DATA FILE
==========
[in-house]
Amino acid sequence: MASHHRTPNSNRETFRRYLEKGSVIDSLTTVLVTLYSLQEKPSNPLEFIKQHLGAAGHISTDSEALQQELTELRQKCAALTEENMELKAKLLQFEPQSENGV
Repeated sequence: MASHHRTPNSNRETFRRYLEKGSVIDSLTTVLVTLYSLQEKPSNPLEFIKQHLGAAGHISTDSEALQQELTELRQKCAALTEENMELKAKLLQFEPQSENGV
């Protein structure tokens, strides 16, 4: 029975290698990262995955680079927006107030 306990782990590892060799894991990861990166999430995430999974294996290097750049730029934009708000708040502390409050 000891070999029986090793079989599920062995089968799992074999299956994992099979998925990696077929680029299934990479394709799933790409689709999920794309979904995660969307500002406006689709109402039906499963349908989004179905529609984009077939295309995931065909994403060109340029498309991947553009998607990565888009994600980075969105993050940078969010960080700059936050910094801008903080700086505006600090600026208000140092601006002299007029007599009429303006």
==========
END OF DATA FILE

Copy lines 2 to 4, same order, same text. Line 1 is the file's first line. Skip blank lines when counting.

Amino acid sequence: MASHHRTPNSNRETFRRYLEKGSVIDSLTTVLVTLYSLQEKPSNPLEFIKQHLGAAGHISTDSEALQQELTELRQKCAALTEENMELKAKLLQFEPQSENGV
Repeated sequence: MASHHRTPNSNRETFRRYLEKGSVIDSLTTVLVTLYSLQEKPSNPLEFIKQHLGAAGHISTDSEALQQELTELRQKCAALTEENMELKAKLLQFEPQSENGV
């Protein structure tokens, strides 16, 4: 029975290698990262995955680079927006107030 306990782990590892060799894991990861990166999430995430999974294996290097750049730029934009708000708040502390409050 000891070999029986090793079989599920062995089968799992074999299956994992099979998925990696077929680029299934990479394709799933790409689709999920794309979904995660969307500002406006689709109402039906499963349908989004179905529609984009077939295309995931065909994403060109340029498309991947553009998607990565888009994600980075969105993050940078969010960080700059936050910094801008903080700086505006600090600026208000140092601006002299007029007599009429303006």